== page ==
Worldlog week 50 – 2013

9 December 2013

Following our email campaign to stop the sale of angora wool, the big fashion chain WE Fashion was the first shop to remove angora products from its collection. WE Fashion has listened to its clients’ protests, fortunately. Let WE Fashion be an example to the other fashion chains so they will also promptly ban angora products from their shops! Read last week’s Worldlog for more information on our campaign.


Earlier, WE Fashion had already stated to cease production. Fashion chains H&M and C&A had also stated they would (temporarily) stop the production of angora wool, but they have failed to remove angora products from their collections until now. ZARA only placed a meaningless message on the party’s Facebook page, claiming their rabbits are doing really well. With the email campaign of the Party for the Animals, H&M, C&A and ZARA are therefore still called upon not only to cease production but also to stop selling angora wool any longer.

The Animal Welfare Policy Paper was discussed in the Lower House of the Dutch Parliament last week. I have hardly ever heard so many good intentions of parties in a debate on animal welfare. We carried 18 motions to ensure these will not remain good intentions alone, whilst clarifying the motions with photos. The photos all showed serious abuses in factory farming, such as breeding animals with genetic disorders, mutilating animals for economic reasons and denial of clean drinking water to pigs and chickens or open water to ducks that are bred for meat consumption.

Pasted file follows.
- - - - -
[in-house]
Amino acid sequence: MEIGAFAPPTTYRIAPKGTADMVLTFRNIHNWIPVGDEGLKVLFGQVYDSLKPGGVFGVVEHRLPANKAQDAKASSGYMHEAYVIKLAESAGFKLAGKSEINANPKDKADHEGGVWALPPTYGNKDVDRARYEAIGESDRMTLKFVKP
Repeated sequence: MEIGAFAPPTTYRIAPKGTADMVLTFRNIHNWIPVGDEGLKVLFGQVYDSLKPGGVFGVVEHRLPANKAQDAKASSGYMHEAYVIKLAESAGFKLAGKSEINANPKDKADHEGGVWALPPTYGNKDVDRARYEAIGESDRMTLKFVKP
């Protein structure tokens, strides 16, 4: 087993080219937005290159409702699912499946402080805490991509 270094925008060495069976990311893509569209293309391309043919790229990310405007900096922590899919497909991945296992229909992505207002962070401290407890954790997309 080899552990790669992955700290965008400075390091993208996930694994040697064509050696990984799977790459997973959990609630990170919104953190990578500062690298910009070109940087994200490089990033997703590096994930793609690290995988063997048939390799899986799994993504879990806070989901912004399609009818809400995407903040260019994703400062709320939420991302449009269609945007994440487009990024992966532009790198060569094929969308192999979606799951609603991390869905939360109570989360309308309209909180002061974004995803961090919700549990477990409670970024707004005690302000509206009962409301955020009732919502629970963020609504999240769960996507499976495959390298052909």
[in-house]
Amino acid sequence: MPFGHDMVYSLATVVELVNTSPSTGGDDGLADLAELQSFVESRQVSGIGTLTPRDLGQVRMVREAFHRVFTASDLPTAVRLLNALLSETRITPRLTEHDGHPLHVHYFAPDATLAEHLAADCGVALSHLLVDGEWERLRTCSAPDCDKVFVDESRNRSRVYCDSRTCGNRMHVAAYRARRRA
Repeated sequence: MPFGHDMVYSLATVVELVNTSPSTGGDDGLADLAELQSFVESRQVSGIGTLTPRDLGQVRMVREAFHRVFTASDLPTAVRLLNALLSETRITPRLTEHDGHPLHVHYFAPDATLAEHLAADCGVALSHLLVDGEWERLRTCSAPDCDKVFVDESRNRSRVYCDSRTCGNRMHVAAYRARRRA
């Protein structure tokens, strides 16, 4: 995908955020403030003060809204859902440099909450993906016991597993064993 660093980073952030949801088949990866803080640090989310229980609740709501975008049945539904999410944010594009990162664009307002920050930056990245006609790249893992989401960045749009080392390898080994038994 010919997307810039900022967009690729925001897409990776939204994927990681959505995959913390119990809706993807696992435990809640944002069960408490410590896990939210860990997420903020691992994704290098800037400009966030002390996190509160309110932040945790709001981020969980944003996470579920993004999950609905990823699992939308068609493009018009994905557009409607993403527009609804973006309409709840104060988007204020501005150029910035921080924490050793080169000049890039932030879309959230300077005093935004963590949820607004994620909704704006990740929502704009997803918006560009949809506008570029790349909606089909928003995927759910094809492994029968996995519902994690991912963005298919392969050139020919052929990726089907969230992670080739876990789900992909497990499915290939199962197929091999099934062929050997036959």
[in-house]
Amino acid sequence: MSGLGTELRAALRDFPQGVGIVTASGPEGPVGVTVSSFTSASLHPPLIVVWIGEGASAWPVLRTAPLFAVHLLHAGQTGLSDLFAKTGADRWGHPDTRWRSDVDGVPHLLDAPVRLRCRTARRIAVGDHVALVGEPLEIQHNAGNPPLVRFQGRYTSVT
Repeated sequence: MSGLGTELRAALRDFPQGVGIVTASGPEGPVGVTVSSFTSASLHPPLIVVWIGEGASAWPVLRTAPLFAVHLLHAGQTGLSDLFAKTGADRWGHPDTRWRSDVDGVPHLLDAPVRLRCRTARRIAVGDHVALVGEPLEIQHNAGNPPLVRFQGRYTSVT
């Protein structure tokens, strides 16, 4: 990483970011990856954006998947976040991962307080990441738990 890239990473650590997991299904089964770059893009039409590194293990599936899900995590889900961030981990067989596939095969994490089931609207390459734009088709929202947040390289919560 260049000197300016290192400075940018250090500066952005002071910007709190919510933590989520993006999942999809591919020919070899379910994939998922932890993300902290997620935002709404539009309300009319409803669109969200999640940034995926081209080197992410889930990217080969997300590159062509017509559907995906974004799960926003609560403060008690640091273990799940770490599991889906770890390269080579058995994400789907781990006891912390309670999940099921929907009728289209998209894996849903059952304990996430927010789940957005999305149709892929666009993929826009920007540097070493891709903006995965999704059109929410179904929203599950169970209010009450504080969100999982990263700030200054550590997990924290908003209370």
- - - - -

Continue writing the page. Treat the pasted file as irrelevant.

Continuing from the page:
Last week, we voted against the resolution of the European Union to allow Romanians and Bulgarians to work here without permits as from 1 January 2014. The resolution will lead to more exploitation and unemployment, as the economic situations in the various countries within the European Union are currently extremely unequal. For example, the minimum wage in Bulgaria is € 159 per month. To compare: the minimum wage in the Netherlands is € 1,478 per month. It is therefore more than likely that large groups of Bulgarian and Romanian workers will try their luck on the Dutch labour market, which already has an acute shortage of jobs.

Many workers from Romania and Bulgaria will be unable to find jobs at Dutch minimum wages in the Netherlands, as a result of which there is a risk they will establish themselves as pseudo self-employed workers, offering their services at extremely low hourly rates, with all its consequences.

Sometimes, allowing entrance to foreign workers from new EU Member States is called ‘showing solidarity’, but experience has shown that, in many cases, severe exploitation occurs. The Party for the Animals is a strong supporter of international cooperation and of helping less developed countries, but solidarity must not be confused with free entry of migrant workers and the consequent exploitation and disruption of the labour market.

I will never forget this statement of Nelson Mandela: It always seems impossible until it’s done Nelson Mandela 1918-2013 RIP

This is really beautiful!

Next Wednesday, I will go to Istanbul for our symposium on animal politics. I believe it will be an inspiring meeting! Will I see you there?